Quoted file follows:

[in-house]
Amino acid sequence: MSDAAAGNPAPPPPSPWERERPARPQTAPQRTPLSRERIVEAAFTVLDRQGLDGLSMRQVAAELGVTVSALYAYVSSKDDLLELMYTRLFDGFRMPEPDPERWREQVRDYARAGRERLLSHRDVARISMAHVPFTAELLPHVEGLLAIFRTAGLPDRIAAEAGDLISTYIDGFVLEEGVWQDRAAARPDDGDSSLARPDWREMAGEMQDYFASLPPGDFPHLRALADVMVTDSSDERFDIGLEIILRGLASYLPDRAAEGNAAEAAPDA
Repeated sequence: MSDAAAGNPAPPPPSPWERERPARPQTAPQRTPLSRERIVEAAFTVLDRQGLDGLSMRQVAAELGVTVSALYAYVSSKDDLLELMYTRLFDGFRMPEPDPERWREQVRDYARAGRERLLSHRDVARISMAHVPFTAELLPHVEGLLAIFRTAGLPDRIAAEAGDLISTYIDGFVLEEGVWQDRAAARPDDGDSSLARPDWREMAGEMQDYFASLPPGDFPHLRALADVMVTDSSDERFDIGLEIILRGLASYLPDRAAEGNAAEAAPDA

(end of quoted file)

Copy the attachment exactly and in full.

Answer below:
[in-house]
Amino acid sequence: MSDAAAGNPAPPPPSPWERERPARPQTAPQRTPLSRERIVEAAFTVLDRQGLDGLSMRQVAAELGVTVSALYAYVSSKDDLLELMYTRLFDGFRMPEPDPERWREQVRDYARAGRERLLSHRDVARISMAHVPFTAELLPHVEGLLAIFRTAGLPDRIAAEAGDLISTYIDGFVLEEGVWQDRAAARPDDGDSSLARPDWREMAGEMQDYFASLPPGDFPHLRALADVMVTDSSDERFDIGLEIILRGLASYLPDRAAEGNAAEAAPDA
Repeated sequence: MSDAAAGNPAPPPPSPWERERPARPQTAPQRTPLSRERIVEAAFTVLDRQGLDGLSMRQVAAELGVTVSALYAYVSSKDDLLELMYTRLFDGFRMPEPDPERWREQVRDYARAGRERLLSHRDVARISMAHVPFTAELLPHVEGLLAIFRTAGLPDRIAAEAGDLISTYIDGFVLEEGVWQDRAAARPDDGDSSLARPDWREMAGEMQDYFASLPPGDFPHLRALADVMVTDSSDERFDIGLEIILRGLASYLPDRAAEGNAAEAAPDA